With the debut of the latest teaser for its sixth season, a defining characteristic of American Horror Story seems to have changed. When the show debuted back in 2011, AHS billed itself as an “anthology show,” meaning each season would have a self-contained scary story that would have a definite beginning, middle, and end. But now, the just-released trailer reveals that the forthcoming season will unify the storylines from the entire run of the show. In quick snatches, scenes from each of the five previous seasons are glimpsed and stitched together (somewhat literally) indicating this new season will contain elements of everything that has come before.

Fans have been suspecting some cross-season linkage for a while now, and though this latest teaser doesn’t offer much in the way of specifics, it does send the message that everything – regardless of time period – may now exist in the same literal canon, rather than simply being connected by the creeptastic tone and (occasionally) consistent actors playing different roles in each of the season.

The teaser blends Murder House’s leather man into the ghostly nun signifying Asylum, and the serpentine coven overlaps with a freaky circus tent. The process, of course, ends in Hotel’s saliva-covered key, and is followed by a feverish ride through season 6’s already-released imagery. The message is clear: everything we’ve already seen is about to matter.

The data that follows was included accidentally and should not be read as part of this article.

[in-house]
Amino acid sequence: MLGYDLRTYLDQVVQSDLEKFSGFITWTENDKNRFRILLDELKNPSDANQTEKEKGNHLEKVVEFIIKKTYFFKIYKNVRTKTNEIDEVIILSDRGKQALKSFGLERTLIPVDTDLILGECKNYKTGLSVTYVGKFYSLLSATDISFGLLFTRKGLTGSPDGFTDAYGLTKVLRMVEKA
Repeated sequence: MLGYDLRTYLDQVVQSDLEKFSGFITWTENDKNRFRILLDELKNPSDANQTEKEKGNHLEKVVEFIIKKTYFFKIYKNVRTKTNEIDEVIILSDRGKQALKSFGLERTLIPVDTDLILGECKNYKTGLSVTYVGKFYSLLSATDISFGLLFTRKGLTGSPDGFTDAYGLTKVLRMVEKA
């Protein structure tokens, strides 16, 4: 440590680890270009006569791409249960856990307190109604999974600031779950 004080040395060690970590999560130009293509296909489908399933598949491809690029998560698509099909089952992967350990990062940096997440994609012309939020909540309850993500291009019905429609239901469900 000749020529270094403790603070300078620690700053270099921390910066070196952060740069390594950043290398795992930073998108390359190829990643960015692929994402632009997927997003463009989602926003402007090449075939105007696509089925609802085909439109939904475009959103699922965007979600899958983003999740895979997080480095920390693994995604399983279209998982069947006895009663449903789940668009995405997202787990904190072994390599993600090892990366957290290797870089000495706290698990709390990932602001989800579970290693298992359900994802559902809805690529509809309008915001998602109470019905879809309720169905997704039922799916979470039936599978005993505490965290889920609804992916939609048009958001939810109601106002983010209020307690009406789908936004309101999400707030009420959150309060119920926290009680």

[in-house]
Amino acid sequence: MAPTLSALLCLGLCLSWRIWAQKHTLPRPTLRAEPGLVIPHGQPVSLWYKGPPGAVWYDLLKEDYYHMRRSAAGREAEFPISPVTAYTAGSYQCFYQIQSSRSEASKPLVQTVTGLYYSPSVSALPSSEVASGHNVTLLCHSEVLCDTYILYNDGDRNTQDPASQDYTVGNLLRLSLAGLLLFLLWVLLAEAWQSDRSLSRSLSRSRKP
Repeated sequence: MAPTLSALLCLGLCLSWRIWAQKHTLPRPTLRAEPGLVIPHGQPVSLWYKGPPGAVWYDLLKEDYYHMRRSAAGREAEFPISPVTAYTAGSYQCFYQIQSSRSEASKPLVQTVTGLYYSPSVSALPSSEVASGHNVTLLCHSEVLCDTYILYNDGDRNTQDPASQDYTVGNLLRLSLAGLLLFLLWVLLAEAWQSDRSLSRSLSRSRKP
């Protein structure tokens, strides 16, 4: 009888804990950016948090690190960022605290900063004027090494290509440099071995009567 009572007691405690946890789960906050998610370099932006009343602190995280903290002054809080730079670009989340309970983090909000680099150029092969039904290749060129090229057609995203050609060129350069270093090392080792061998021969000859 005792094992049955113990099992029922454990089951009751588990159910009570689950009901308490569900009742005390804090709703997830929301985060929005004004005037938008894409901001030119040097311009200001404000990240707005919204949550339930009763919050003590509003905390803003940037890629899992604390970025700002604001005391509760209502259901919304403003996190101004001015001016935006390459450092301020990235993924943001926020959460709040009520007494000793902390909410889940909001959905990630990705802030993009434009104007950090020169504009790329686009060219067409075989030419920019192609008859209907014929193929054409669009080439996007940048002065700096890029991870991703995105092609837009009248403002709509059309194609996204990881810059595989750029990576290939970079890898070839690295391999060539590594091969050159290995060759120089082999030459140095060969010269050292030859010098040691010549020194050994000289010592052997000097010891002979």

Of course, it’s doubtful the new season of will require brand-new viewers to be caught-up on previous seasons, as the stand-alone quality of American Horror Story is partially its touchstone. Still, it is notable that this is the only season since the very first run that hasn’t released a specific subtitle; instead, just the wispy of a smoky number “6” has been released. If American Horror Story does offer season six which revisits the various timelines of the previous five seasons, what should it be called? American Horror Story: Forever?

Ryan Britt is a staff writer for Inverse. He is the author of the essay collection Luke Skywalker Can't Read and Other Geeky Truths (Plume/Penguin Random House 2015). His writing has also appeared in the New York Times, VICE, The Morning News, The Awl, Clarkesworld, BN Sci-Fi/Fantasy, Tor.com, and elsewhere. He lives in New York City.